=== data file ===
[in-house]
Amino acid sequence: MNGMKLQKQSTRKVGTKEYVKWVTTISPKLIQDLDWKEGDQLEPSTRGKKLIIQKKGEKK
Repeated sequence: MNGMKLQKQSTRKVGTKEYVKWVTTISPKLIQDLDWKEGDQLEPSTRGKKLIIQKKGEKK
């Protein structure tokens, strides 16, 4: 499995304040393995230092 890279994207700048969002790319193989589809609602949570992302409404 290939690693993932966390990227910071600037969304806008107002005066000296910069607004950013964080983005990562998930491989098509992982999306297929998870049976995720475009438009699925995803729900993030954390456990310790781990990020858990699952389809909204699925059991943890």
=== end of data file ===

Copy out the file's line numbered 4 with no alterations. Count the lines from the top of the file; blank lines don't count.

């Protein structure tokens, strides 16, 4: 499995304040393995230092 890279994207700048969002790319193989589809609602949570992302409404 290939690693993932966390990227910071600037969304806008107002005066000296910069607004950013964080983005990562998930491989098509992982999306297929998870049976995720475009438009699925995803729900993030954390456990310790781990990020858990699952389809909204699925059991943890």